|Grid position||190/280 PAL|
|District||Bint Jbeil District|
|• Total||9.10 km2 (3.51 sq mi)|
According to some historians, the name of the town is derived from a Yemeni name. They argue that the name is linked to Yemeni tribes that immigrated to the Levant centuries ago from Yemeni towns such as Jibla, Jabalan Al Ardaba, and Jabalan Al Raymah, or the two territories of the Jubail lowland and Jubail highland. Other historians claim that the founders of Bint Jbeil were the Phoenicians, who came from the northern Lebanese town of Jbeil (Byblos); they may have been Shia Muslims escaping the Mamluk occupation of Byblos. Bint Jbeil literally means "daughter of Byblos".
In 1596, it was named as a village, ‘’Bint Jubayl’’ in the Ottoman nahiya (subdistrict) of Tibnin under the liwa' (district) of Safad, with a population of 238 households and 60 bachelors, all Muslim. The villagers paid taxes on agricultural products, such as wheat, barley, olive trees, fruit trees, goats and beehives, in addition to "occasional revenues”, a press for olive oil or grape syrup, and a fixed sum; a total of 25,220 akçe.
In 1881, the Palestine Exploration Fund's Survey of Western Palestine (SWP) described it: "A very large Metawileh village, containing about 1,100 to 1,500 Metawileh. A market is held here every Thursday. The village is well built, and has a mosque. The situation is surrounded by higher hills, though the village is on high ground. The cultivation around is grapes, olives, and arable land. Water is supplied from a spring and many cisterns and large birket."
Bint Jbeil was occupied by Israel in 1978 during Operation Litani, and again from 1982 until 2000 during the 1982-2000 South Lebanon conflict, when it was severely depopulated; as much as 75% of the population was reported to have left for other parts of Lebanon. It was the scene of occasional attacks on Israeli occupation forces, such as a car bombing carried out by a Hezbollah member on 25 April 1995. Hezbollah took control of the town following the Israeli withdrawal from South Lebanon.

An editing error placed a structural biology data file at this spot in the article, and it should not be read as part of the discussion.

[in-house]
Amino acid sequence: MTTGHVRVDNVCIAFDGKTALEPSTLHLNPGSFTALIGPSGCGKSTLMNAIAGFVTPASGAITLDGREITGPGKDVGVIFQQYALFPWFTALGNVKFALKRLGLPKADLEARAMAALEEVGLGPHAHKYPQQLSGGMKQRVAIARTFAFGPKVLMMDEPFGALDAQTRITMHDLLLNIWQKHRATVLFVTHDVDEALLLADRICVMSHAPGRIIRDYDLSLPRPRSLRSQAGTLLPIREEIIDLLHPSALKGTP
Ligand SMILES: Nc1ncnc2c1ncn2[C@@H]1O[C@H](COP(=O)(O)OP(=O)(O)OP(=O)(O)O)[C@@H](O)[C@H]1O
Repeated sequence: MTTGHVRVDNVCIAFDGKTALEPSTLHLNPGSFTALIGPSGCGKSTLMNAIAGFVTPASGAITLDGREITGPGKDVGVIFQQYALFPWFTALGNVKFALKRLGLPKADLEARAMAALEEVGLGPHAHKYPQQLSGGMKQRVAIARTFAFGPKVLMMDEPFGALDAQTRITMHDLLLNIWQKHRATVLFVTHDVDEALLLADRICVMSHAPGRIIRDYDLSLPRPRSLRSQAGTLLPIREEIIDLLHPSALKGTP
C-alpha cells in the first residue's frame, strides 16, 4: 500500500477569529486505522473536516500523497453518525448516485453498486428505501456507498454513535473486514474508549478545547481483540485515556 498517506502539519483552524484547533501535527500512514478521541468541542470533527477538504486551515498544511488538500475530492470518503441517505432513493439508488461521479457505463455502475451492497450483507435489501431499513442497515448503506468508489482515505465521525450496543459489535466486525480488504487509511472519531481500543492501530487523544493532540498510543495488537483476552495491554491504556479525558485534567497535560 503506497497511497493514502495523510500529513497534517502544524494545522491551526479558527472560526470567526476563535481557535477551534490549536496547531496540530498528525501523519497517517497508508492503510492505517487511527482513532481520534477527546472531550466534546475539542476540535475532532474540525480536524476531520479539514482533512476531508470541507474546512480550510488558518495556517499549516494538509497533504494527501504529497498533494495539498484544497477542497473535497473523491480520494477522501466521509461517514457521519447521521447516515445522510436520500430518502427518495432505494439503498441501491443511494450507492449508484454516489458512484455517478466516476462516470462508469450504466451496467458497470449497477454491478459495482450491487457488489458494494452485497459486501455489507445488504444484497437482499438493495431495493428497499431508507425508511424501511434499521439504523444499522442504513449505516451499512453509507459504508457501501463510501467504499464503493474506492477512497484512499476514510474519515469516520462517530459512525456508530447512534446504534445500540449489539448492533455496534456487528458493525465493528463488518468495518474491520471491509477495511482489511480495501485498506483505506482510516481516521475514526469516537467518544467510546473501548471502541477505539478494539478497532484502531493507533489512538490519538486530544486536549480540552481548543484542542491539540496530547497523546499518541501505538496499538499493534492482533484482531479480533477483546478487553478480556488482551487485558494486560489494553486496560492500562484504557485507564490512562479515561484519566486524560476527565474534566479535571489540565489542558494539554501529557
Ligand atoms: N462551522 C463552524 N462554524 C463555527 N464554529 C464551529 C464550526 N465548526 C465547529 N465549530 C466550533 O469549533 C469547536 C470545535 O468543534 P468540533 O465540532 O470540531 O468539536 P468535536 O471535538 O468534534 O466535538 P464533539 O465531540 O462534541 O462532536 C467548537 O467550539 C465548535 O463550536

As the largest town in the area, Bint Jbeil is sometimes known as the "Capital of the Liberated South" (among Lebanese Shi'ites). It is considered one of the centers with symbolic history for Hezbollah. Under Lebanon's complicated system of sectarian electoral representation, the Bint Jbeil electoral district is allocated 3 Shi'ite seats in the country's parliament. Hezbollah did well in the area in the 2005 elections in Lebanon, winning the local seats to add to its nationwide tally of 14.
Bint Jbeil was again contested by Israeli and Hezbollah forces in the 2006 Israel-Lebanon conflict, during which it suffered heavy damage (See Battle of Bint Jbeil). On July 15, Israeli missile killed 4 civilians, aged between 60 and 85.
Reconstruction as of early 2007 had been going very slowly, leading to reports of dissatisfaction among the residents. Iranian President Mahmoud Ahmadinejad visited the town in 2010 to show solidarity for Hezbollah and the local victims of Israel's attacks.
- MP Ali Ahmad Bazzi (Abu Ryan) 2000–present
- MP, Ambassador, and Minister Ali Bazzi (Abu Hani)
- MP Abdul-Latif Beydoun
- Poet Moussa Al-Zein Sharara (1902–1986), Link to PDF Book (12 MB), Another Link to PDF Book (12 MB).